The London 2012 Olympics Are a Hotspot of Doctor Activity

New Doctor Who for us! Written by kids as well, should be fun 😛

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Did somebody say they want to see fresh Doctor Who material before the next season starts in a few months? Well then check out this brief video about the 11th Doctor helping out an Olympic torch-runner in the London 2012 Olympics. It was written by the students of the Ashdene School in Cheshire, England as part of a “Script to Screen” competition hosted by the BBC kids show Blue Peter. Because I guess that kind of thing happens in England. Either way, it’s a fun new bit with the Doctor and Amy Pond.

Though as any fan will tell you, we already know that the 10th Doctor is already at the scene of the London 2012 Olympics, and in fact he will eventually be the one to carry the torch the final leg of its journey to start the games.

Because that’s how time travel works.

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The War Game (1965)

There is nothing more terrifying than watching a “what-if?” film about a nuclear holocaust. If done correctly, such programs can really stir fear in one’s heart and make anyone think about the ramifications of such an event to their lives. I particularly remember watching the American TV movie The Day After some years ago, and while not acted in the best manner, it was disturbing in many ways. First of all it was filmed in my home state, using buildings and town names that I’m used to, and it showed what could happen after a nuclear bomb falls. I can only imagine how messed up it would have been had they had done it as a faux documentary rather than a drama, it would most likely have ended up like BBC’s The War Gamea far superior film, and much more scary. A film like this is only as powerful as the time we live in, and today much like the sixties, we live in fear of idiots flaunting their missiles all over the world. This short black-and-white film was recently added to Netflix instant streaming, so I figured that it would be interesting, little did I know it would also be amazing.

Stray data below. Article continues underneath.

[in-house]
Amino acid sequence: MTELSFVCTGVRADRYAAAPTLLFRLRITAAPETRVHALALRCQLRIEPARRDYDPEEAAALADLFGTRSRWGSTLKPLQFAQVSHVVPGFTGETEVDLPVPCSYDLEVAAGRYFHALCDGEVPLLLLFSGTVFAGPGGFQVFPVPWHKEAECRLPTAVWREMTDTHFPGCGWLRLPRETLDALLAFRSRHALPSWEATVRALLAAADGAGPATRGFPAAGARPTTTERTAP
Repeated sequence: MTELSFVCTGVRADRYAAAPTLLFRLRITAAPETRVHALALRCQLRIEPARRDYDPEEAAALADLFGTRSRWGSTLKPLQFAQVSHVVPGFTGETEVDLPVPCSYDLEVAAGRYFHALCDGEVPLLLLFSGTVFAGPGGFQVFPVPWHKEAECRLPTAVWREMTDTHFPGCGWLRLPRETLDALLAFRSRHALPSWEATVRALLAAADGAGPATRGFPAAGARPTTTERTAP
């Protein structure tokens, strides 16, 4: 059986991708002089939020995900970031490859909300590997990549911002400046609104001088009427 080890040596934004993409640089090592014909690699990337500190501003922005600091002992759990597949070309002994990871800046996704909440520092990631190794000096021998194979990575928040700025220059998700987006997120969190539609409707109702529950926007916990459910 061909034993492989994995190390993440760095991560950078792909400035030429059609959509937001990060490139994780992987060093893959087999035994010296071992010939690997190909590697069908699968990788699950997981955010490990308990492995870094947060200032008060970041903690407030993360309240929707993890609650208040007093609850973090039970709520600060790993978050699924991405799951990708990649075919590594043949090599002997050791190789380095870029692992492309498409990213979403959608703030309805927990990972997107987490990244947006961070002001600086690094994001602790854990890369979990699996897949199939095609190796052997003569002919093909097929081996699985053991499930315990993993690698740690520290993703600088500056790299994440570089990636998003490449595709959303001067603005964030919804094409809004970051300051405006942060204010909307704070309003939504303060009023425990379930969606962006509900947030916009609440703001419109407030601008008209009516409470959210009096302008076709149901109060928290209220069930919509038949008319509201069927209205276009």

Produced in manner similar to a documentary-styled magazine program, The War Game tells the story of a nuclear crisis in the “near future” of the 1960’s Britain. The whole mess starts when China invades South Vietnam, an act that America sees fitting to retaliate for with a decree of nuclear intentions. This idea angers all of the Communist nations leading to a small-scale nuclear war in Berlin between the two German halves and a handful of allies on either side. Eventually, it all escalates into an all-out World War with Britain getting hammered with over sixty bombs.

This film shows everything thereafter including the collapse of society, sick people, and mental traumas resulting from the bombings. What follows is a scathing look at how the director, Peter Watkins, sees Britain’s preparedness for such an event. All that “stiff upper lip” stoic nature from the blitz goes out the window in this documentary, and everyone turns into animals once things get bad. All Civil service agencies are lampooned as well as church elders, but this is not humorous satire, this is the stuff of nightmares.

One of the most unnerving segments in this film was a series of black cards with white lettering read by the narrator. Throughout the film, these cards come up to show facts, news quotes, maps, and other tidbits that really help this to look like a news show. The most poignant ones were statements from officials such as government workers, press agents, and other high up big-wigs. The card that creeped me out the most concerns the manner in which the church took notice of the bombings, coming together to issue the following odd statement:

“The church must tell the faithful that they should learn to live with, though not love, the nuclear bomb, provided that it is ‘clean’ and of a good family.”

And later:

“During a recent meeting of the Ecumenical Council at The Vatican – a bishop told the press that he was sure “our nuclear weapons will be used with wisdom.”

With how “out of reality” the church tends to be these days, I’m not too convinced that something like this wouldn’t leave the lips of a spokesman at the Vatican today! I’m not sure whether to take stuff like this as black comedy much on the same way that Dr. Strangelove handled such things, or a hard condemnation on how stupid and/or heartless people can be. With our politicians today, I think the latter is most fitting.